After 454 library preparation and quantification of the libraries by qPCR using emPCR priming sites [44], sequencing was carried out on the 454 FLX platform. De novo assembly of 454 reads of the mitochondrial genomes for C. fiber ssp. albicus and C. canadensis was done with runAssembly (454 Roche), separately for each of the two overlapping long range amplicons, and the overlaps joined by hand in BioEdit [45]. For the remaining C. fiber specimens, sequencing reads were mapped onto the assembled C. fiber mitochondrial genome using runMapping (454 software) and the iterative mapping tool IMA [46]. The output of the mappings was viewed with clview (software available at http://compbio.dfci.harvard.edu/tgi/software/) and the map aligner [46]. Mapping of the sequencing reads from one PCR derived sequence showed a somewhat uneven coverage and peaks of read counts in the proximity to priming sites (Fig. 2), which could result from amplicons that were aborted during the PCR shortly after priming. The generally observed differences in coverage between both long range PCR products might reflect variation in quantification or pooling of these prior to sequencing. Coverage plots from hybridization capture were smoother than those derived from long range PCR (Fig. 2). The obtained mappings covered the complete mitochondrial genomes for all samples. One site each in beaver samples C. canadensis and C. fiber albicus had less than 3x coverage, for which the sequence was confirmed by PCR and Sanger sequencing (sample specific primers listed in Table S8). Nuclear mitochondrial insertions (numts) could be ruled out for long range PCR by joining the overlaps creating a circular sequence, and are not expected to be a problem for hybridization capture since nuclear DNA has a much lower copy number than mitochondrial DNA. The length of the repeat region between the control region and tRNA-Phe is a minimum estimate, since the 454 sequencing reads did not span the region completely. For between two and 21 positions per mitochondrial genome, corrections of the assembled DNA sequence were made by hand in BioEdit. These affected mainly protein coding regions, where the length of homopolymers was corrected so that the reading frame for amino acid sequences was retained. The obtained sequences were deposited in GenBank with accession numbers FR691684-FR691689.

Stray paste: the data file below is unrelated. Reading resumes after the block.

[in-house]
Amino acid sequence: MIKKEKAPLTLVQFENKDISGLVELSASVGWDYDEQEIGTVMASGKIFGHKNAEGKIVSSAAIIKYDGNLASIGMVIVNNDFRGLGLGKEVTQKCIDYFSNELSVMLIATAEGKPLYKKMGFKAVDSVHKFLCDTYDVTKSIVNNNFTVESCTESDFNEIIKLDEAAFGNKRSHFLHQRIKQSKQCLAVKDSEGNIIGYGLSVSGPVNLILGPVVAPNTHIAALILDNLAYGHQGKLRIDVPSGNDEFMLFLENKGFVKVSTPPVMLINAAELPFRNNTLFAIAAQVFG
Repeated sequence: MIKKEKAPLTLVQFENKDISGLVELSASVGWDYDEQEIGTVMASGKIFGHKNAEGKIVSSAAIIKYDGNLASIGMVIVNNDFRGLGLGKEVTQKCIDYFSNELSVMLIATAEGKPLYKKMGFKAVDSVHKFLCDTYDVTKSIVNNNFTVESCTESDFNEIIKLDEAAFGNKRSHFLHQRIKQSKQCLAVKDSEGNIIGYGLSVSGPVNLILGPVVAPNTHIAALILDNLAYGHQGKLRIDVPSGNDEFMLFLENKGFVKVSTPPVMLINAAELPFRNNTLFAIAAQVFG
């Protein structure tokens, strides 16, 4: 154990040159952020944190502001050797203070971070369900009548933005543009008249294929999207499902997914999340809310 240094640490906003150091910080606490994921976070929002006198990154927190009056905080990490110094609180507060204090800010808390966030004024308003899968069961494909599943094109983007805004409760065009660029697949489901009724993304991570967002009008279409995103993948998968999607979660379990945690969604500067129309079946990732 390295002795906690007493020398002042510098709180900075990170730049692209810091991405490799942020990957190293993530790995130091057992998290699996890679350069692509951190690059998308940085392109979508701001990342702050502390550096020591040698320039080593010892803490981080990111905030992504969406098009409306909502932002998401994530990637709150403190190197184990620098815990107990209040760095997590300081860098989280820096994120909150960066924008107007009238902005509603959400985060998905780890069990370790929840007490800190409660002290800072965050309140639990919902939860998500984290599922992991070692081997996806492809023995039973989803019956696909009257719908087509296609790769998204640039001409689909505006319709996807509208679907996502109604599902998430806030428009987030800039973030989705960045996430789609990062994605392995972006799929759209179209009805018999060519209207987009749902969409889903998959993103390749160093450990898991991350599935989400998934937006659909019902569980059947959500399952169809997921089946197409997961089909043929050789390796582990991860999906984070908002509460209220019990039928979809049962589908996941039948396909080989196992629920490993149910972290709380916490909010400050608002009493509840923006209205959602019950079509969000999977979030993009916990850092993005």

Phylogenetic analyses and divergence estimates

Alignments of DNA sequences were done using mafft v6.708b [47] for the taxa listed in Table S2. The complete alignment including gaps had 19,419 bp in length. 3067 bp of the alignment containing the control region between tRNA-Pro and tRNA-Phe were not well aligned due to high sequence divergence and were therefore removed, resulting in an alignment of 16,352 bp for phylogenetic analyses.

Modeltest was used to determine the optimal evolutionary model for the dataset [48]. The general time reversible (GTR) model with a proportion of invariant sites of 0.2559 and a gamma shape parameter of 0.4721 was determined to be most appropriate. Using this substitution model, phylogenetic trees were calculated with maximum likelihood (ML). One hundred bootstrap replicates were done in Paup [49] version 4.0d105. The heuristic search used tree bisection reconnection (TBR) limited to 1000 rearrangements per bootstrap replicate due to computational constraints.

In order to test if the removal of fast evolving sites from the sequences could improve phylogenetic inference [6], two shorter versions of the original alignment were created and also subjected to ML inference (Table S3). One alignment contained all annotated loci with 15,865 bp (coding genes, l-rRNA, s-rRNA, replication origin, tRNAs) and thus excluded only 487 bp of non-annotated loci. The other alignment (containing coding genes, l-rRNA and s-rRNA) had 14,270 bp, excluding all tRNAs and the replication origin. Since these shortened alignments did not improve phylogenetic inference with ML (Table S3) and the longer alignment with 16,352 bp allowed the recognition of all major rodent clades, the latter was used for the following phylogenetic inferences and molecular dating with BEAST. The initial ML analyses on three alignments of different length were performed also on a larger taxon set in order to evaluate the topology of our phylogenetic tree, especially the monophyly of rodents. This larger taxon set comprised all 39 taxa listed in Table S2. Due to computational constraints, the taxon set was then reduced to 24 taxa, excluding some of the outgroup sequences for the following phylogenetic inferences and molecular dating with BEAST.